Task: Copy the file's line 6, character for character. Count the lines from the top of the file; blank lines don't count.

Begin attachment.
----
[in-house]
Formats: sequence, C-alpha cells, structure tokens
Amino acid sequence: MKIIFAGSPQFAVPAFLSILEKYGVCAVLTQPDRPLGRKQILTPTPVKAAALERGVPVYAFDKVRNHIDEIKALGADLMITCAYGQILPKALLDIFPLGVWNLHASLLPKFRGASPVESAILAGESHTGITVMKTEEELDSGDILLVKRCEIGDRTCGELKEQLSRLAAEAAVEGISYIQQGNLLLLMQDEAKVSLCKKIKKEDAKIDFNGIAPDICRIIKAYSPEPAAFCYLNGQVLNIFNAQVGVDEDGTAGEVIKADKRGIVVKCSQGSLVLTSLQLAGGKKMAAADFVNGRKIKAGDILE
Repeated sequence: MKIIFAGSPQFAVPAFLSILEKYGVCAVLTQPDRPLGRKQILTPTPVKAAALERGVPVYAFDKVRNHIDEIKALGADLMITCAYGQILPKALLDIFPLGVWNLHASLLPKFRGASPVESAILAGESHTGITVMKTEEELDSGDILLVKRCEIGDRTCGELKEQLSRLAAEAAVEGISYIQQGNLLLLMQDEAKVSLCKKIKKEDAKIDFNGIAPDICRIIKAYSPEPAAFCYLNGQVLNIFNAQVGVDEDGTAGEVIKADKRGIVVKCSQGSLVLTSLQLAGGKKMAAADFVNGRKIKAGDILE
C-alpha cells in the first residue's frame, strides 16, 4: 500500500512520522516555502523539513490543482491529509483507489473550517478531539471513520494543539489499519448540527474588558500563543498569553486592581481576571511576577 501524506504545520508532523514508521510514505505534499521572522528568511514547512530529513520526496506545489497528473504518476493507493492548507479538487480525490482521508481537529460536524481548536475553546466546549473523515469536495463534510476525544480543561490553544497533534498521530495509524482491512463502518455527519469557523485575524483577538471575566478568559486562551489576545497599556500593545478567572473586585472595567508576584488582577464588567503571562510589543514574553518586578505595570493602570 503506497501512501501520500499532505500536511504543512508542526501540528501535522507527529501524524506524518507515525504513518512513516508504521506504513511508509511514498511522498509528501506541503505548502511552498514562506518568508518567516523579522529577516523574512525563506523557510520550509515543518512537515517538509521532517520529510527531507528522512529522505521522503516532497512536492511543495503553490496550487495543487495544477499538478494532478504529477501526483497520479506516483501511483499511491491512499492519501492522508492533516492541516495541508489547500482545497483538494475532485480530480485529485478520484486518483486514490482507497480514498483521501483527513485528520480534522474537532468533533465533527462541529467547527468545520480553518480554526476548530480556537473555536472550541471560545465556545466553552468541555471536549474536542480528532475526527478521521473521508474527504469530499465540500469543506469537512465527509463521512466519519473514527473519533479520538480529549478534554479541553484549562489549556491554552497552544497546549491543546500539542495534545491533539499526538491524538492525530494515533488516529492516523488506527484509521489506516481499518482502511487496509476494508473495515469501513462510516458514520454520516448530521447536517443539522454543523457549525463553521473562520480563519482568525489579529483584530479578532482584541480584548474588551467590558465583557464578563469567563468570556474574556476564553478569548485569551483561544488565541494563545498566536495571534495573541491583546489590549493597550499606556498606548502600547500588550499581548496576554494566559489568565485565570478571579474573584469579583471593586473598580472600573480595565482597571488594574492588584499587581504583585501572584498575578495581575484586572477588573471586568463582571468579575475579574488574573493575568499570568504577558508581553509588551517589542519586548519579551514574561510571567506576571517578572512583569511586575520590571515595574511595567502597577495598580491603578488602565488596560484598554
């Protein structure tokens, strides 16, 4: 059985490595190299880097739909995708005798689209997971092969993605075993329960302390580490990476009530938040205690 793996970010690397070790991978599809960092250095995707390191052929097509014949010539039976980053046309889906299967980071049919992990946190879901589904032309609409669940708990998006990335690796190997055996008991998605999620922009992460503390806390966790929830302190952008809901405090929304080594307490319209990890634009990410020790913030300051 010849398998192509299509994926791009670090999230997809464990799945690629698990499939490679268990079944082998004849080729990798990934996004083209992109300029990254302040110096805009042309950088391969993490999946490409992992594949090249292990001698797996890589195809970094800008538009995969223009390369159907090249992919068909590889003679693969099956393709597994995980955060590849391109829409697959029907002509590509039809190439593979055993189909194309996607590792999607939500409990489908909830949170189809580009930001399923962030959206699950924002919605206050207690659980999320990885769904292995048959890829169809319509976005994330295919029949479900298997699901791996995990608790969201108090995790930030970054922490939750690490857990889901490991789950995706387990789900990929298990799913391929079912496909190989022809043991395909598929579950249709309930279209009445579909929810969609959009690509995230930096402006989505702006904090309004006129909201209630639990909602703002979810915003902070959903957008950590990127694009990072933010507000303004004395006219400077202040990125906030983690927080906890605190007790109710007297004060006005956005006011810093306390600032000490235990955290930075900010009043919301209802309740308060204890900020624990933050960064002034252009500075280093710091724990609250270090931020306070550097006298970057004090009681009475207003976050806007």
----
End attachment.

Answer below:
């Protein structure tokens, strides 16, 4: 059985490595190299880097739909995708005798689209997971092969993605075993329960302390580490990476009530938040205690 793996970010690397070790991978599809960092250095995707390191052929097509014949010539039976980053046309889906299967980071049919992990946190879901589904032309609409669940708990998006990335690796190997055996008991998605999620922009992460503390806390966790929830302190952008809901405090929304080594307490319209990890634009990410020790913030300051 010849398998192509299509994926791009670090999230997809464990799945690629698990499939490679268990079944082998004849080729990798990934996004083209992109300029990254302040110096805009042309950088391969993490999946490409992992594949090249292990001698797996890589195809970094800008538009995969223009390369159907090249992919068909590889003679693969099956393709597994995980955060590849391109829409697959029907002509590509039809190439593979055993189909194309996607590792999607939500409990489908909830949170189809580009930001399923962030959206699950924002919605206050207690659980999320990885769904292995048959890829169809319509976005994330295919029949479900298997699901791996995990608790969201108090995790930030970054922490939750690490857990889901490991789950995706387990789900990929298990799913391929079912496909190989022809043991395909598929579950249709309930279209009445579909929810969609959009690509995230930096402006989505702006904090309004006129909201209630639990909602703002979810915003902070959903957008950590990127694009990072933010507000303004004395006219400077202040990125906030983690927080906890605190007790109710007297004060006005956005006011810093306390600032000490235990955290930075900010009043919301209802309740308060204890900020624990933050960064002034252009500075280093710091724990609250270090931020306070550097006298970057004090009681009475207003976050806007």